Thirty years ago, when the art of listening was valued, I observed that my patients always felt better when I took the time to listen to them. They felt heard, validated, witnessed, cared for, and supported. They still do today. Not only is medicine a science, it is an art, and a large portion of that art relies on the quality of how deeply the practitioner listens. People ask me, how I able to take the time to listen to my patients? My answer is simple -I do not work for Corporate Medicine or serve their value system. When I did, I was asked to speed up my office visits and medicate or hospitalize. I was told that listening or healing was a ‘conflict of interest’ for Corporate Medicine. I left and opened my own integrative medical practice. I was not willing to compromise patient care for profit margin.
I had to sacrifice the value our society assigns to materialism in favor of my core values. This required significant personal risk. I also had to accept the risk of being abandoned by my colleagues to follow my soul. In fact, I was. Over time, my life was filled with meaning and fulfillment and a medical practice dedicated to healing and high standard of care. Serving the Feminine Principle requires sacrifice. In my opinion, it is a worthy sacrifice of materialism for meaning.
This brings me to my next point. In order for us to change how we want to be treated, we must stop supporting an externally driven value system where money is a core value and humanity is tossed to the side. It is not possible to serve both. The externally based value system that honors money above all else is based on patriarchal values of fear, power over, productivity, and fixing – not those that value process, receiving, healing, caring, nourishing, or listening.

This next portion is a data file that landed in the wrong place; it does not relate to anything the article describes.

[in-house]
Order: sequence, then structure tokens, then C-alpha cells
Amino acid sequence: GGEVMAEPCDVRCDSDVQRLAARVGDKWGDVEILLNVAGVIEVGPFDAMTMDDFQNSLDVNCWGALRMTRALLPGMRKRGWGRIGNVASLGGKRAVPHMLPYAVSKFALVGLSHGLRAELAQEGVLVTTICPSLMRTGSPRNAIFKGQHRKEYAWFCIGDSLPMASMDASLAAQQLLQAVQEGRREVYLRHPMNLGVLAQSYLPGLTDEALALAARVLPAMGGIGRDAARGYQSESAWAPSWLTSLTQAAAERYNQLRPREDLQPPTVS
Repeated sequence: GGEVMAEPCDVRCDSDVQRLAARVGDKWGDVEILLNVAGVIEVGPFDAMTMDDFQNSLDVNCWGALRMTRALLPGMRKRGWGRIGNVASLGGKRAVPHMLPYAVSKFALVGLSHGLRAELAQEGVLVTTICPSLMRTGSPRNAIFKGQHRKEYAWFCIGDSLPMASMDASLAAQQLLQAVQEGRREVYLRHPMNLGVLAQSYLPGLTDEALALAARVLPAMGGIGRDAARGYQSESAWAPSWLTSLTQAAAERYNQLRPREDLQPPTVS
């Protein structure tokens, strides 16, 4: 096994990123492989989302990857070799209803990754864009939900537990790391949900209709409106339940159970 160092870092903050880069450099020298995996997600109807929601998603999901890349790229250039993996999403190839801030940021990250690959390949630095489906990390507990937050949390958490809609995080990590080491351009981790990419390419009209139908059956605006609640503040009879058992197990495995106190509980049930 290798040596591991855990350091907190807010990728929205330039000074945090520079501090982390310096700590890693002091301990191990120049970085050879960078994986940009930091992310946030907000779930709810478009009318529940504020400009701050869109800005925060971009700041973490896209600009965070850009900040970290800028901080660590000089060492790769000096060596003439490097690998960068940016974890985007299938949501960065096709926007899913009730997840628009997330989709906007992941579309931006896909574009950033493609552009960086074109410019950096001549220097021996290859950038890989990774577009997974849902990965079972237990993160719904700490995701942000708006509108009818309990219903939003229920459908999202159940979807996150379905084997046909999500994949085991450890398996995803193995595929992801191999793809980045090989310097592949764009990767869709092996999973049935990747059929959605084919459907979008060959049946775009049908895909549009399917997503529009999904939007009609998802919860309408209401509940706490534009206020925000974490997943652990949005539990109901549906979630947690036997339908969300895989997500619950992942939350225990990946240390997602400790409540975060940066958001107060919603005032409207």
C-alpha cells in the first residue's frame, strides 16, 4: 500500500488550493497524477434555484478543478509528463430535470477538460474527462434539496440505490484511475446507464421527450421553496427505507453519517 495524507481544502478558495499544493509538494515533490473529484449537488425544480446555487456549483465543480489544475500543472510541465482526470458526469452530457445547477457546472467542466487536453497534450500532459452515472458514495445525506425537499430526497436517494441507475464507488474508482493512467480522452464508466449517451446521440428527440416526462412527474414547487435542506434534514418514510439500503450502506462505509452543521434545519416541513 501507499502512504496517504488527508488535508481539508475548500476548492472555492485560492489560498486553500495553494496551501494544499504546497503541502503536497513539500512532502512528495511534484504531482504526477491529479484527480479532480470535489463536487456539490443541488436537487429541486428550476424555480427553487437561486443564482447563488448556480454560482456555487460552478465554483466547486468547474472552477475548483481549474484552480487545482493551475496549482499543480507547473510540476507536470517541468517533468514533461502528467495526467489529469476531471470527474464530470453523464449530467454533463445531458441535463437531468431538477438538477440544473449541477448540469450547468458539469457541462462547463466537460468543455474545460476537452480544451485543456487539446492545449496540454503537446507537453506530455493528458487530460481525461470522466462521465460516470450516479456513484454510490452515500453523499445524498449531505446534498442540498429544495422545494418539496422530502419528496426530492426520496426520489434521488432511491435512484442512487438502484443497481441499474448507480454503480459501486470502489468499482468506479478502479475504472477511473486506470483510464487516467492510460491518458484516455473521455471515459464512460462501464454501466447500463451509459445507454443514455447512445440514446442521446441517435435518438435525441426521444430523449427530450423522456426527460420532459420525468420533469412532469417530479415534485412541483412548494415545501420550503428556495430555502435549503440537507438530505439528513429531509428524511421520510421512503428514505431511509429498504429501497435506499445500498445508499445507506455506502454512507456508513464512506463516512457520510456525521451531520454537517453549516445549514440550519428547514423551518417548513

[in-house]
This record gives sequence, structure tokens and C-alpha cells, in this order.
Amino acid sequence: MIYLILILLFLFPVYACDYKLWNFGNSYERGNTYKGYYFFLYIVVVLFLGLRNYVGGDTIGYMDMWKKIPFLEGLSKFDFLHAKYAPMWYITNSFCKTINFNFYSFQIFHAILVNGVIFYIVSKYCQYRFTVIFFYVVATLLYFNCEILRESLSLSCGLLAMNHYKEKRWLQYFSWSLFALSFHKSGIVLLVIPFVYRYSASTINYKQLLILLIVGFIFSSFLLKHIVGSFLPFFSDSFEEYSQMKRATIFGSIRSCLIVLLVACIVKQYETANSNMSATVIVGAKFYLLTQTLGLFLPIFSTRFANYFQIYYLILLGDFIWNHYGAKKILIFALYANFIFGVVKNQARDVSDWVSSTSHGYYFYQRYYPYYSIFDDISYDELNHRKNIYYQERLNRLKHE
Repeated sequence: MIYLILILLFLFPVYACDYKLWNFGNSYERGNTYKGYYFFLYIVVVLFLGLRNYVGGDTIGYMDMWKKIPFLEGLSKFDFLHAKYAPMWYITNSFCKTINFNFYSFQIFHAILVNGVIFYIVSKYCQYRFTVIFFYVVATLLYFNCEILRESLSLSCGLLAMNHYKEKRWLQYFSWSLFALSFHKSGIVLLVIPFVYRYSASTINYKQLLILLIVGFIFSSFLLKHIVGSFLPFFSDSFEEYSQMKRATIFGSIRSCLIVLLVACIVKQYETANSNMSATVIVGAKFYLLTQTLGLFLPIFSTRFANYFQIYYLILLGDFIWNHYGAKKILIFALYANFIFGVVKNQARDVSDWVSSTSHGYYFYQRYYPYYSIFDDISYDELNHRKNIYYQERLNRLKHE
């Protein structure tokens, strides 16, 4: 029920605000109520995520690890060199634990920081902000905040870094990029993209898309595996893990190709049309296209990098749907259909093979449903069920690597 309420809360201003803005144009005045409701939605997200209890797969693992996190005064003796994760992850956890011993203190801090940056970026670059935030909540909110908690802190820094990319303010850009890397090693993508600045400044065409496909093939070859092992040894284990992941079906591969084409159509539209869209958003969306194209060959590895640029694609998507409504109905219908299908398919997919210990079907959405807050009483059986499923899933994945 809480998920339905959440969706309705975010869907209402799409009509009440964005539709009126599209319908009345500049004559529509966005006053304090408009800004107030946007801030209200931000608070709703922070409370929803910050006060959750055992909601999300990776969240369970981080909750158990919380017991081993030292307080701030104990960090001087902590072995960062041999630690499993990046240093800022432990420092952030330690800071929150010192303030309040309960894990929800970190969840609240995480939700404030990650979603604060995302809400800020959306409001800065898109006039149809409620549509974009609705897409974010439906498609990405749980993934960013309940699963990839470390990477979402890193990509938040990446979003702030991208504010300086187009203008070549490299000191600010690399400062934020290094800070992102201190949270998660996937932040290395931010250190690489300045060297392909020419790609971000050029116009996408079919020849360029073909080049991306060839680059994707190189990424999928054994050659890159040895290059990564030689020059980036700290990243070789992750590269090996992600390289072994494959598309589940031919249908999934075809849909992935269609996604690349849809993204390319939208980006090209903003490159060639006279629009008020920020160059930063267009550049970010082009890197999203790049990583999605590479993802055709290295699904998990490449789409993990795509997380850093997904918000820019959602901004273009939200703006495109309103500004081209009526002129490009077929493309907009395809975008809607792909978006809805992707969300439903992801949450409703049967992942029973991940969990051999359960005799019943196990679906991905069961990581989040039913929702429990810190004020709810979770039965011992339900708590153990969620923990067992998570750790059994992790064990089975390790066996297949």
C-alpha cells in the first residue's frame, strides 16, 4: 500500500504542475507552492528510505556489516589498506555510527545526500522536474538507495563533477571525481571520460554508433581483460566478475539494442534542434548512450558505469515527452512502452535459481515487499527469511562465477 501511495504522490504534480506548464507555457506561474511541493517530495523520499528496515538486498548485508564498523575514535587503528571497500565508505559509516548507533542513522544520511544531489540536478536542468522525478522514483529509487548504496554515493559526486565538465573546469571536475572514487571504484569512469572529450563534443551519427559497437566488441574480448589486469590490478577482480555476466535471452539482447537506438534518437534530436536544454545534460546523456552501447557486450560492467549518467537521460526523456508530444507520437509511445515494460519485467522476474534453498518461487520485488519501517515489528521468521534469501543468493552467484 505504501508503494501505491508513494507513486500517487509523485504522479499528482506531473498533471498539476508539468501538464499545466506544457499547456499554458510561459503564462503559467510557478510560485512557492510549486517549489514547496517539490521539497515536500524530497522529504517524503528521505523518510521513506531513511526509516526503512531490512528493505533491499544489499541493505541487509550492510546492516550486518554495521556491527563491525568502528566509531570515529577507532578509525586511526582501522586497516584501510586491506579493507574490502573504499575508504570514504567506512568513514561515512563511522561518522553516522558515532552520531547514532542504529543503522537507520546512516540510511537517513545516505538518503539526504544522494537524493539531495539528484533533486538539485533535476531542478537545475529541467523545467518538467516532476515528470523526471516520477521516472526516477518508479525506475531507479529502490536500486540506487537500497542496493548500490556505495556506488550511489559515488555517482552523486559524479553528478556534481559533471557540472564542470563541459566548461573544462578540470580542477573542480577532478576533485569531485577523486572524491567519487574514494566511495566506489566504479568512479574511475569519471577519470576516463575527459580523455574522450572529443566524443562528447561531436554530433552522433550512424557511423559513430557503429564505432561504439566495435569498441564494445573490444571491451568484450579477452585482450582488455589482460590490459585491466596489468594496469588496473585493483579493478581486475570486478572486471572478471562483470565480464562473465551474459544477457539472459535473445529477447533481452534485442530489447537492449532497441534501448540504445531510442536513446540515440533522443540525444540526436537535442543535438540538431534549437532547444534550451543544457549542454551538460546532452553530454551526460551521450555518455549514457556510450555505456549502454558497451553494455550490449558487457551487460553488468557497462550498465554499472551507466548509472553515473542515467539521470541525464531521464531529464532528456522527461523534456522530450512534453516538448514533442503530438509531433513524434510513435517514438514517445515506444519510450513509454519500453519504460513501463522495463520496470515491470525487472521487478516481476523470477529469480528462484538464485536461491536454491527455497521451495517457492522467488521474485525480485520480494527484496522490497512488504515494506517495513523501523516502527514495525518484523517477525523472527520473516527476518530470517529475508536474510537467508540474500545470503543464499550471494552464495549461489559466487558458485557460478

Physicians enter medicine with a deep desire to heal, but the environment they are trained in conditions for them to adapt to a different set of values. By the time their training is finished, most have replaced their vision for healing by the corporate value system that is normalized.
The corporate system is patriarchal. Patriarchal values are more interested in product over process, fixing over healing, doing over being. There is a rush to get to the finish line, to accomplish the goal, to get to the next patient. When your eye is on the goal, you miss the present moment. The information about how to heal is present in that moment.
As we all struggle to work with a medical system that is moving at warp speed past its core values, we must pause and connect with the heart of our work. The art of listening has been one of our core and primal offerings to each other since the beginning of time. It is the most powerful healing gift we can give to one other. And maybe as we reclaim this for ourselves and our patients, in some small way, we can heal our broken vocation by restoring our craft with our humanity. Maybe then our patients will once again feel received and the sacred will find its way back into Medicine once again.
We must start here. Small steps towards transformation by incorporating qualities of the Feminine Principle can heal our culture and its ailing corporate infrastructure. As technology eclipses our humanity, we must reclaim the heart of why we are here together and begin to listen to what is deeply needed for our personal and collective healing.
©June 2018, Kalpana (Rose) M. Kumar M.D., CEO and Medical Director, The Ommani Center for Integrative
Medicine, Pewaukee, WI. www.ommanicenter.com Author of – Becoming Real: Reclaiming Your Health in Midlife 2014, Medial Press.